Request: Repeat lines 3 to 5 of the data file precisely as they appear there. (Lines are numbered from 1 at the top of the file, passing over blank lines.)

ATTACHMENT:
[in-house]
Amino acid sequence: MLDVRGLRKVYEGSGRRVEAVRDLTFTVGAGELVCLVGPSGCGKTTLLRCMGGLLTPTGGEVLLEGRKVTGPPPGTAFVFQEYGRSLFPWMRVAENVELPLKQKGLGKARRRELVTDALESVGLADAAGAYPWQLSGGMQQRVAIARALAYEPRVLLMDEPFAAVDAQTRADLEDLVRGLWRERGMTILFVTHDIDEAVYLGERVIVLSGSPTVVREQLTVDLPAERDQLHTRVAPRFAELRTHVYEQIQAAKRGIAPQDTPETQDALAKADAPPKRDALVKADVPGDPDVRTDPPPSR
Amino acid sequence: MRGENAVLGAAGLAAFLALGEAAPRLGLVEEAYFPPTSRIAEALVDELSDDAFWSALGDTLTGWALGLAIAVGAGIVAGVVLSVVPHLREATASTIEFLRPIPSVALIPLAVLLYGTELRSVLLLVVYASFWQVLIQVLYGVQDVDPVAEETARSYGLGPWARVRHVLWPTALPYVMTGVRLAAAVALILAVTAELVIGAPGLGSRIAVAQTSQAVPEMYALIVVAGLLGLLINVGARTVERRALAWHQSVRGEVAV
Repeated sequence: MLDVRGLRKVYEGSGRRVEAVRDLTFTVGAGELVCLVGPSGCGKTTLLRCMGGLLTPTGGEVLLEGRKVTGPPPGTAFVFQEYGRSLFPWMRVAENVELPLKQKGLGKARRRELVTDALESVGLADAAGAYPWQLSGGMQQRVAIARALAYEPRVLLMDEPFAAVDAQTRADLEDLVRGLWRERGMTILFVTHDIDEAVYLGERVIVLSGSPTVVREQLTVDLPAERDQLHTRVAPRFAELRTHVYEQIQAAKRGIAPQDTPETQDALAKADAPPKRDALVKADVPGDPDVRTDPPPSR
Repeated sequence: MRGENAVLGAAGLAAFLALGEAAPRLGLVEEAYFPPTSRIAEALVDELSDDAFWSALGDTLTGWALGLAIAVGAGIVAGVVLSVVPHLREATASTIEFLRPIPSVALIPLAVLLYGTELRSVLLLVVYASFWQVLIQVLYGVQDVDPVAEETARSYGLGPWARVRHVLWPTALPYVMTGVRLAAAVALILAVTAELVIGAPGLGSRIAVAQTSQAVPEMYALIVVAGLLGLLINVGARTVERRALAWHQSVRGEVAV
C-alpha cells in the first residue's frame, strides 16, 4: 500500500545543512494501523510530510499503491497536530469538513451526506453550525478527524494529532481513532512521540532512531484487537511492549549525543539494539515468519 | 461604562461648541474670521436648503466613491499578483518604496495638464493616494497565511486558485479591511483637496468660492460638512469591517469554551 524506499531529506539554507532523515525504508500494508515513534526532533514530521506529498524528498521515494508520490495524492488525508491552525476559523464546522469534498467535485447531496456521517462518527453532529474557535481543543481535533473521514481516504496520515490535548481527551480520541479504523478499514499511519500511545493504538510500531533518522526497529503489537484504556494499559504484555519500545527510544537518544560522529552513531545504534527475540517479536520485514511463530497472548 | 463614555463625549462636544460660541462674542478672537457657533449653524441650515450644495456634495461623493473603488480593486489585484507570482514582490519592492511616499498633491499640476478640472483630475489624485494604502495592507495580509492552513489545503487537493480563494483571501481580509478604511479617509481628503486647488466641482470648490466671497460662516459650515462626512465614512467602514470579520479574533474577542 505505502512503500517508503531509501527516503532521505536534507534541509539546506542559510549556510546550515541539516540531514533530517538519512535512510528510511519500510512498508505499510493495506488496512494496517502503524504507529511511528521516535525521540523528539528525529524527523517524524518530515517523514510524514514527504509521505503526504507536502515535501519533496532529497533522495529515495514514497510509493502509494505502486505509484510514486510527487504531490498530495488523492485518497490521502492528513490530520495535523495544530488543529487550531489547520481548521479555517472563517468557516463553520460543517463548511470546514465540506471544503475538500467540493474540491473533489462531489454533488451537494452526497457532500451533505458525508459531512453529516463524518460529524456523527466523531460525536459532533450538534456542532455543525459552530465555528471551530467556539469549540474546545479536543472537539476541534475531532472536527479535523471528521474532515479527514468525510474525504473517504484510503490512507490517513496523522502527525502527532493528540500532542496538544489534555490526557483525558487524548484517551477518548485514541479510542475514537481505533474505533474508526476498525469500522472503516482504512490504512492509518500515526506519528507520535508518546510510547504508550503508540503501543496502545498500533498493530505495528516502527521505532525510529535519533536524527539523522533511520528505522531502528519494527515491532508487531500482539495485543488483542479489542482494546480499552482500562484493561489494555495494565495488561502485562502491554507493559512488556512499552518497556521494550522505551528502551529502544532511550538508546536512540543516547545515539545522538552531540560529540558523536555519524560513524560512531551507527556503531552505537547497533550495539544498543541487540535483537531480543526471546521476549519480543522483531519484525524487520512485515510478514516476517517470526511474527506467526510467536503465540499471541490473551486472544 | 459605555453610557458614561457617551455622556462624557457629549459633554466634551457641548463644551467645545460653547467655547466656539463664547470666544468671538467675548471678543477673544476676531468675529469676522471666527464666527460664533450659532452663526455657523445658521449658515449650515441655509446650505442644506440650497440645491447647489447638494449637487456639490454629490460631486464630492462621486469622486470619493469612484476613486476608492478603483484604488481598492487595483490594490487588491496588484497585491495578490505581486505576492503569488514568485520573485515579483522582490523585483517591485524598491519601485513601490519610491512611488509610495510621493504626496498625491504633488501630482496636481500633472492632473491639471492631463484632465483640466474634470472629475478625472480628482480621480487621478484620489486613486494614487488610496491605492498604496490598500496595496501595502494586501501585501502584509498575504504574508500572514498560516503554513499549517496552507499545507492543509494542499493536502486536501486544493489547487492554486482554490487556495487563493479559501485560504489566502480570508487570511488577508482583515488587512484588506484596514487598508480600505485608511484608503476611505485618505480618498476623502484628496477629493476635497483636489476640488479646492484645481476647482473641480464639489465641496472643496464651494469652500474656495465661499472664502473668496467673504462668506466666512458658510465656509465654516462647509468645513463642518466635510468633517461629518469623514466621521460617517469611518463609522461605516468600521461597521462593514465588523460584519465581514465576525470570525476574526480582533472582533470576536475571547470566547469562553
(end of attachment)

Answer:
Amino acid sequence: MRGENAVLGAAGLAAFLALGEAAPRLGLVEEAYFPPTSRIAEALVDELSDDAFWSALGDTLTGWALGLAIAVGAGIVAGVVLSVVPHLREATASTIEFLRPIPSVALIPLAVLLYGTELRSVLLLVVYASFWQVLIQVLYGVQDVDPVAEETARSYGLGPWARVRHVLWPTALPYVMTGVRLAAAVALILAVTAELVIGAPGLGSRIAVAQTSQAVPEMYALIVVAGLLGLLINVGARTVERRALAWHQSVRGEVAV
Repeated sequence: MLDVRGLRKVYEGSGRRVEAVRDLTFTVGAGELVCLVGPSGCGKTTLLRCMGGLLTPTGGEVLLEGRKVTGPPPGTAFVFQEYGRSLFPWMRVAENVELPLKQKGLGKARRRELVTDALESVGLADAAGAYPWQLSGGMQQRVAIARALAYEPRVLLMDEPFAAVDAQTRADLEDLVRGLWRERGMTILFVTHDIDEAVYLGERVIVLSGSPTVVREQLTVDLPAERDQLHTRVAPRFAELRTHVYEQIQAAKRGIAPQDTPETQDALAKADAPPKRDALVKADVPGDPDVRTDPPPSR
Repeated sequence: MRGENAVLGAAGLAAFLALGEAAPRLGLVEEAYFPPTSRIAEALVDELSDDAFWSALGDTLTGWALGLAIAVGAGIVAGVVLSVVPHLREATASTIEFLRPIPSVALIPLAVLLYGTELRSVLLLVVYASFWQVLIQVLYGVQDVDPVAEETARSYGLGPWARVRHVLWPTALPYVMTGVRLAAAVALILAVTAELVIGAPGLGSRIAVAQTSQAVPEMYALIVVAGLLGLLINVGARTVERRALAWHQSVRGEVAV